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Daily briefing - 24 September 2019

Text messages and QR codes seem so yesterday but in fact they never went away. It has even become trendy in some circles to travel with a feature phone that can't access the internet. It's a way, apparently, to avoid information overload. The formidable researcher Niti Bhan is mapping each era of Nokia phones on a timeline, and she remarks that the ubiquity of candybar Nokias in East Africa helped to make the Mpesa culture possible. A paper written in 2009 notes that Nokia had almost 90 percent of the market. There have been changes in the meantime. Shenzhen Transsion Holdings is an unusual Africa-focused Chinese manufacturer which in 2011 established a factory in Ethiopia. Transsion considers itself a model overseas-focused Chinese business, and according to its latest filing, it shipped 94.44 million mobile phones to Africa in 2018, out of a total of 124 million global shipments. Now Transsion is going to IPO in Shanghai at an earning multiple twice that of Apple. What's going on? Just as Nokia's ubiquity led to Mpesa's success, Transsion represents the next wave of mobile payments in Africa, only this time led by inexpensive smartphones and ten dollar feature phones. The success of Transsion - which started out with five employees building mobile phones in Addis Ababa - has drawn in Huawei and Xaoimi. In a curiously representative state of affairs, the low-cost Tecno phones serve perfectly for Whatsapp and the other tools of everyday communication. While the US sees Huawei, rightly or wrongly, as a proto-Chinese state business, Transsion is practically under the US radar. It may suit it to stay that way.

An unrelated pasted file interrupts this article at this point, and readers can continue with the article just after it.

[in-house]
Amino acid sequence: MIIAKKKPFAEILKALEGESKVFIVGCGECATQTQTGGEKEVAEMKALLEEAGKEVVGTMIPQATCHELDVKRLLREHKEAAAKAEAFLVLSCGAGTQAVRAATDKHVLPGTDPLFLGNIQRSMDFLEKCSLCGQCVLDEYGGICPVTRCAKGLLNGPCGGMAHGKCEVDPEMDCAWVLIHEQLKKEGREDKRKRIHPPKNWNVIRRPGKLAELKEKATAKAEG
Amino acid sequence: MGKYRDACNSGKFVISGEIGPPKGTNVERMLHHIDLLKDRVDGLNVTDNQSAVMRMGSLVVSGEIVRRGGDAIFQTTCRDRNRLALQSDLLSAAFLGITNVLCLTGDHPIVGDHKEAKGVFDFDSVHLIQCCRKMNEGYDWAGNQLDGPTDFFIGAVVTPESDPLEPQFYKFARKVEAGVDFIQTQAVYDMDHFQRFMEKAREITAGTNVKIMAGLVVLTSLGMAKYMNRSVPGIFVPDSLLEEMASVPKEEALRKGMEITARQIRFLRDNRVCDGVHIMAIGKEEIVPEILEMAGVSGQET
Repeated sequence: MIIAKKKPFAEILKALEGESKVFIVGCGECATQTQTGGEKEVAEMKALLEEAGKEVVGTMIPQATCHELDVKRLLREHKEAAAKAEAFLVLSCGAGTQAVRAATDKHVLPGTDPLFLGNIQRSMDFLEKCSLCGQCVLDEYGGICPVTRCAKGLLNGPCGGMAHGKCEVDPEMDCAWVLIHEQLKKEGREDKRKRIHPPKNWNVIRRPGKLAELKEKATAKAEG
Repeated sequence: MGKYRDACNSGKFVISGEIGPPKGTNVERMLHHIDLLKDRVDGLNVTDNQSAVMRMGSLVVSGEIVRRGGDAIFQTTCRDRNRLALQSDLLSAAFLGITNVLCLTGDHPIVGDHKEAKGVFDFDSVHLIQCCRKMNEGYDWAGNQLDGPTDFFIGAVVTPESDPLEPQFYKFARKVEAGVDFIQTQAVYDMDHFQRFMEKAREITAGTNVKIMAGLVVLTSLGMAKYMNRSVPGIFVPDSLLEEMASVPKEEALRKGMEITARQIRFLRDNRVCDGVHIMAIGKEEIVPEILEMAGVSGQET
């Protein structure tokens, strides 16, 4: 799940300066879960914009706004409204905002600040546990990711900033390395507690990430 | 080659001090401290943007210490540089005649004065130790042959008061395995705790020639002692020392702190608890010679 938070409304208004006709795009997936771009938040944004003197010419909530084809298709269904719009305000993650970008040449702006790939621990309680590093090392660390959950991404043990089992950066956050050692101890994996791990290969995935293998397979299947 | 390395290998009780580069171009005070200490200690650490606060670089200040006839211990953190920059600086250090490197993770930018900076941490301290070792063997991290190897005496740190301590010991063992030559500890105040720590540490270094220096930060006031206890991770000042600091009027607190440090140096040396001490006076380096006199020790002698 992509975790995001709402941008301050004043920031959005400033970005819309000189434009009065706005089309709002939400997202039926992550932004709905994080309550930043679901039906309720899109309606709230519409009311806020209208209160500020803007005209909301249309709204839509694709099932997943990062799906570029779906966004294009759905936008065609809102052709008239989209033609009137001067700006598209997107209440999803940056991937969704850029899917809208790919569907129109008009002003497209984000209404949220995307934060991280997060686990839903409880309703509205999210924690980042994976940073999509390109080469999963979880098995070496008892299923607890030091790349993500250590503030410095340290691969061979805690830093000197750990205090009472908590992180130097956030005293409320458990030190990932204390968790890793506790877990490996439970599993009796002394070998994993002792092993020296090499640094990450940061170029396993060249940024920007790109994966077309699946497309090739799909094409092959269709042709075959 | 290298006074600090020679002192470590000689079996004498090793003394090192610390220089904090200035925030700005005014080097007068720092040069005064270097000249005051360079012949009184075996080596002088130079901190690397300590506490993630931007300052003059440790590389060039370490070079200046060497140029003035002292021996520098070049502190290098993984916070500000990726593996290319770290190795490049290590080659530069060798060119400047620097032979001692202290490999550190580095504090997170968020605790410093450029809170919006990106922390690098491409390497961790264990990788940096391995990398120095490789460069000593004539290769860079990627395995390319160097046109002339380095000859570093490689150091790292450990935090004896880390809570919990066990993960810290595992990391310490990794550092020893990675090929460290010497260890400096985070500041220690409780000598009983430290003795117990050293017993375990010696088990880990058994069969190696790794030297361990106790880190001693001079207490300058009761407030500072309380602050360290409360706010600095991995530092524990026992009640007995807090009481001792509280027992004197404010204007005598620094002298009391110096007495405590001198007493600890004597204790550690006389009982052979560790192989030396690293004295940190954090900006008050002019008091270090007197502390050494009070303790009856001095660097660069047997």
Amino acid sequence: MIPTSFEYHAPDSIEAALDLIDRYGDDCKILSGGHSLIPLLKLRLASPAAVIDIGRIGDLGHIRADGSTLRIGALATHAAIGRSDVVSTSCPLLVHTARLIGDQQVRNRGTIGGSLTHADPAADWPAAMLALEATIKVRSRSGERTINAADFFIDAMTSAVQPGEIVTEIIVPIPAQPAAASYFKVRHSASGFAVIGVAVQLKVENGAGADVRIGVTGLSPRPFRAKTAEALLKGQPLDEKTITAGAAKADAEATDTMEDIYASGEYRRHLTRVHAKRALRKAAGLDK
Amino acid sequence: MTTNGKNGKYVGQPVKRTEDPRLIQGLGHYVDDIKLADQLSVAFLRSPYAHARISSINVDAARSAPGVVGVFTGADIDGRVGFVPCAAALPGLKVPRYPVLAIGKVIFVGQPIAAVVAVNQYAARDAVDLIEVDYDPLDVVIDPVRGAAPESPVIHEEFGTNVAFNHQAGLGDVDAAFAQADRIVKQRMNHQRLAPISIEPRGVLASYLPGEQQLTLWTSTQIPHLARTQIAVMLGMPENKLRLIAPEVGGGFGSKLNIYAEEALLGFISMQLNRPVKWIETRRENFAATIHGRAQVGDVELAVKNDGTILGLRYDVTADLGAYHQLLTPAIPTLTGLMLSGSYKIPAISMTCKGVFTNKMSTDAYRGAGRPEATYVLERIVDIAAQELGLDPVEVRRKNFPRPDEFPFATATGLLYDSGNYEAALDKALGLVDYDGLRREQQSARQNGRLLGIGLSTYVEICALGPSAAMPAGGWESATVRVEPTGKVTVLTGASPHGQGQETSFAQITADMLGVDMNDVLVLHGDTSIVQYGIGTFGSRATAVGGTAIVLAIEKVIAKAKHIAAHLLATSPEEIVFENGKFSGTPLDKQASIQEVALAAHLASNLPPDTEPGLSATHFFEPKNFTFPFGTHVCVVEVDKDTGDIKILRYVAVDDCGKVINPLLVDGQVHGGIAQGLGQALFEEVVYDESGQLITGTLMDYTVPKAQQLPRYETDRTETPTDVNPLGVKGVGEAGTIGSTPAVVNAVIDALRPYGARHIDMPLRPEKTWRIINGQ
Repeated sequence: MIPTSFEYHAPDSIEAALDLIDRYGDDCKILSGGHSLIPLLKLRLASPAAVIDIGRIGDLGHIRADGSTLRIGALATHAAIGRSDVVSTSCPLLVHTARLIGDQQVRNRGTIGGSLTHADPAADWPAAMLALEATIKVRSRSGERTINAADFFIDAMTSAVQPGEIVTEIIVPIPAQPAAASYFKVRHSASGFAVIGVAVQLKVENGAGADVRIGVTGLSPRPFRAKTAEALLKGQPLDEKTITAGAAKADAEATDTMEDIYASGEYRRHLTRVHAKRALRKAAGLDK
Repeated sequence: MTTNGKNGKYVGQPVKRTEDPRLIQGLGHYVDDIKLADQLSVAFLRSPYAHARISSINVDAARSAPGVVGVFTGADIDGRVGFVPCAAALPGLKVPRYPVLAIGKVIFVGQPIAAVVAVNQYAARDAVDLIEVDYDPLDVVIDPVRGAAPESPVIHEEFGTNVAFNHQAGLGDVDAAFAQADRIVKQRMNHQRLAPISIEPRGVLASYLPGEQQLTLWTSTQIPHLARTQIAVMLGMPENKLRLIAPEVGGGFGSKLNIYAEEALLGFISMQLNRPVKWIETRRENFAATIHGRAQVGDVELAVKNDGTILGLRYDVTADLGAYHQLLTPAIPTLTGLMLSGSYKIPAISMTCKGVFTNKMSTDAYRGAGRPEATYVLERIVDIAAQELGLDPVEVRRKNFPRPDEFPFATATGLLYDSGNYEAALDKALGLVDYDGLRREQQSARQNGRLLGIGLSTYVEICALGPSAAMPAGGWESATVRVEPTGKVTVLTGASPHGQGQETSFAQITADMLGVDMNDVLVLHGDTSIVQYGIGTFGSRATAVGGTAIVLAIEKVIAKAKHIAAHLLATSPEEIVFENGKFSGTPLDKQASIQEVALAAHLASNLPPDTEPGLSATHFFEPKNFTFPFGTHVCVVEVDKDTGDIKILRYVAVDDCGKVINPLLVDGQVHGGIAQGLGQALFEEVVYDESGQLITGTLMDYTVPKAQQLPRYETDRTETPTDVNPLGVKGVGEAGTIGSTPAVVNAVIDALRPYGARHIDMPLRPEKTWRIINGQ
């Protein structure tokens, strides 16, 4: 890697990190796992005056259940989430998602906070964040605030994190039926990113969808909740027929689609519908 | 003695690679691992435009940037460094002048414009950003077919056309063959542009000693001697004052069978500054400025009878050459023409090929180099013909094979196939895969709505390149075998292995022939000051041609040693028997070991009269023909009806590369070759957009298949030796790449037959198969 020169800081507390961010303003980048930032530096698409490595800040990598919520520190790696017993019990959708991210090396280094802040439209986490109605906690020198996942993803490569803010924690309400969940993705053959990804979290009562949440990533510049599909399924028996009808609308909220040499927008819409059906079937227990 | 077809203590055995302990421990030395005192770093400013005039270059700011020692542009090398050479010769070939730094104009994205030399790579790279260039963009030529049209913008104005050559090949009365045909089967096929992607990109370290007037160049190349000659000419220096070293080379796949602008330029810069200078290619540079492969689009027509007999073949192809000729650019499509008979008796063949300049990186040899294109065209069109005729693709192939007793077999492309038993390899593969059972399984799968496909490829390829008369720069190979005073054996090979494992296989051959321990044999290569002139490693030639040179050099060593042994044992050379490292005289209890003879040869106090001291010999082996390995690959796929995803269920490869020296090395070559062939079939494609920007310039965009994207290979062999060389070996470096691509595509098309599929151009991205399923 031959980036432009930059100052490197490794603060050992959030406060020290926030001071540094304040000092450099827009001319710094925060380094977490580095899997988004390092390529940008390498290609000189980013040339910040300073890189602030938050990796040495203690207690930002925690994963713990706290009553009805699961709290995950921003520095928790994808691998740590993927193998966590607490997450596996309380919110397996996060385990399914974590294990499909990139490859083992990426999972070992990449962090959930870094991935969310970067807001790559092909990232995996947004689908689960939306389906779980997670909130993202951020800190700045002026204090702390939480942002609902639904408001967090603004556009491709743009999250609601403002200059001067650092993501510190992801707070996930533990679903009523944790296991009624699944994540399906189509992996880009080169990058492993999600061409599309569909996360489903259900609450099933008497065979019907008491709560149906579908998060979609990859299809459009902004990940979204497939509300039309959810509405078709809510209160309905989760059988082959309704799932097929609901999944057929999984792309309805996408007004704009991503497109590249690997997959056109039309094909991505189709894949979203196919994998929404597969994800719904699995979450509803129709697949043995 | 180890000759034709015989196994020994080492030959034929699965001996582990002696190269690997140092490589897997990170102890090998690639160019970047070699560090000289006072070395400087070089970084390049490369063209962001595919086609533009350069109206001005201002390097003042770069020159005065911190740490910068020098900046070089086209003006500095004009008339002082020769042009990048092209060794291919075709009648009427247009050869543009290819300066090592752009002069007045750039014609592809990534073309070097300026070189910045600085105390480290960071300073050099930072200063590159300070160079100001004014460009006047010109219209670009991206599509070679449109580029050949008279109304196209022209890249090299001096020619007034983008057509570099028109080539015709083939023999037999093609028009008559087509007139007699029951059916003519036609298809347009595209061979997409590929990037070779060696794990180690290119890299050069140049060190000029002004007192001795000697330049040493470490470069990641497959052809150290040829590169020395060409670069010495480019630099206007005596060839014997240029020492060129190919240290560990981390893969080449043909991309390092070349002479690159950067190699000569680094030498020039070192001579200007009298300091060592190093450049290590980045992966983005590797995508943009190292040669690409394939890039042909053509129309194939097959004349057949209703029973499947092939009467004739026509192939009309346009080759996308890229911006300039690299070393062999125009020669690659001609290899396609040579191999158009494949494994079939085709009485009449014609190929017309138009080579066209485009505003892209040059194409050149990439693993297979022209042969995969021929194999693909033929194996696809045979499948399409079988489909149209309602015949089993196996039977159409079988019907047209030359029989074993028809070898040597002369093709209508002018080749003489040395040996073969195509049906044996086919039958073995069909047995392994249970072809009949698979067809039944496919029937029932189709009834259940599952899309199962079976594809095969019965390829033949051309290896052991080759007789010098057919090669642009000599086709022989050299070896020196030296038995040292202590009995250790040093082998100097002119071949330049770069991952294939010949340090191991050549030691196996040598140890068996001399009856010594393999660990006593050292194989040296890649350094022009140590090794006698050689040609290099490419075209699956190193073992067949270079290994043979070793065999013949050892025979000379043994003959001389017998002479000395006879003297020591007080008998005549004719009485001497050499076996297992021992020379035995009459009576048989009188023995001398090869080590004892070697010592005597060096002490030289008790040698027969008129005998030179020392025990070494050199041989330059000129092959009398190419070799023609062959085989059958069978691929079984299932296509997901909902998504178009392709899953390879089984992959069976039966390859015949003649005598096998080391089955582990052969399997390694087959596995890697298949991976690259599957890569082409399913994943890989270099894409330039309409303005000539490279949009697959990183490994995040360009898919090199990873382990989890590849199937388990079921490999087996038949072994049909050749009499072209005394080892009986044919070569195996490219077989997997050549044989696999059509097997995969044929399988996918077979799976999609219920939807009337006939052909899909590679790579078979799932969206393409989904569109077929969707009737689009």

Ever find yourself staring at a wall of products and feeling overwhelmed by choice? Now try doing it online. Search for, say, a bike helmet, and then watch as the Internet produces 50,000 choices. Often the new trend is the old trend coming around again. Text-based e-commerce is the new trend, says the head of JetBlack, Walmart's text-based personalised shopping service. Jetblack chief executive Jennifer Fleiss says that e-commerce offers shoppers too much choice. So Walmart uses text messages as a funnel to narrow the choice. "Over the past year," writes the Observer, "Fleiss has helped co-found and head Jetblack, a text-to-shop service and the first company to launch from Store No 8, Walmart's tech incubator." Yes, we've been writing a lot about Walmart's technology plays. Is simplicity having a moment?

In its day, Alipay was a giant disruptor in the payments business. Jack Ma is retired these days but you get the feeling that Ant Financial, formerly known as Alipay, is just getting started. Alibaba will take a 33 percent share in Ant Financial under a restructuring of the businesses, which has become a global leader. "The restructuring, confirmed on Tuesday, paves the way for the long-awaited stock market listing of Ant," reports the FT. "Maggie Wu, chief financial officer of Alibaba, said following the deal that "we expect to see greater synergy coming from the whole Alibaba economy". Earlier on Tuesday, Eric Jing, chairman and chief executive of Ant, said its Alipay payments platform alongside its ewallet partners currently serve a collective 1.2bn users globally -- a 20 per cent increase since the end of December 2018. Of these, 300m users are outside of China."

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